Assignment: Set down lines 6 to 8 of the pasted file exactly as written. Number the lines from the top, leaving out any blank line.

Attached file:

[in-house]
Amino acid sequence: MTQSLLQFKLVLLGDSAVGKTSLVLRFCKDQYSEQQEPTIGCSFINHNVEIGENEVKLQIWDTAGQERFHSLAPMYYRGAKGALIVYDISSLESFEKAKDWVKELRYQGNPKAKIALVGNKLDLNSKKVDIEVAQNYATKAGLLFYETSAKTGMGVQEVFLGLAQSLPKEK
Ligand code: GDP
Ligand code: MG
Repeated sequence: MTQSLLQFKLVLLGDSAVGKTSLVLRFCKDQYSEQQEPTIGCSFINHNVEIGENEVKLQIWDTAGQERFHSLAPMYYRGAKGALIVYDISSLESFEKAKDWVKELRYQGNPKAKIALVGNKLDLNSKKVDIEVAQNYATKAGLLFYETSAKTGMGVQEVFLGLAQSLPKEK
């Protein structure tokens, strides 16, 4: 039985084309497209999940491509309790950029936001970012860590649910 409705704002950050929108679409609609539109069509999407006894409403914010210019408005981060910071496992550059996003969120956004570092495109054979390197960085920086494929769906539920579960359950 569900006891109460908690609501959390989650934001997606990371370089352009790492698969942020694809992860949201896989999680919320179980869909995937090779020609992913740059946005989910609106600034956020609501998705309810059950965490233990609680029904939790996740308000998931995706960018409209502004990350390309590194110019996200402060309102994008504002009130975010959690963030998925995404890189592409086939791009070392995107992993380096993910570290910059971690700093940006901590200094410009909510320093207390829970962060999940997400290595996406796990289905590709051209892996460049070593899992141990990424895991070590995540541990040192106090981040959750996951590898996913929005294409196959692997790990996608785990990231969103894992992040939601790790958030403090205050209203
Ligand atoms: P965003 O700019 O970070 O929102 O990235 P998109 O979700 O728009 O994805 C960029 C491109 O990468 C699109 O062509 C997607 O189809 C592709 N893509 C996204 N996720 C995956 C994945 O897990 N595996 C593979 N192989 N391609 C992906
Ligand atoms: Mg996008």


């Protein structure tokens, strides 16, 4: 039985084309497209999940491509309790950029936001970012860590649910 409705704002950050929108679409609609539109069509999407006894409403914010210019408005981060910071496992550059996003969120956004570092495109054979390197960085920086494929769906539920579960359950 569900006891109460908690609501959390989650934001997606990371370089352009790492698969942020694809992860949201896989999680919320179980869909995937090779020609992913740059946005989910609106600034956020609501998705309810059950965490233990609680029904939790996740308000998931995706960018409209502004990350390309590194110019996200402060309102994008504002009130975010959690963030998925995404890189592409086939791009070392995107992993380096993910570290910059971690700093940006901590200094410009909510320093207390829970962060999940997400290595996406796990289905590709051209892996460049070593899992141990990424895991070590995540541990040192106090981040959750996951590898996913929005294409196959692997790990996608785990990231969103894992992040939601790790958030403090205050209203
Ligand atoms: P965003 O700019 O970070 O929102 O990235 P998109 O979700 O728009 O994805 C960029 C491109 O990468 C699109 O062509 C997607 O189809 C592709 N893509 C996204 N996720 C995956 C994945 O897990 N595996 C593979 N192989 N391609 C992906
Ligand atoms: Mg996008």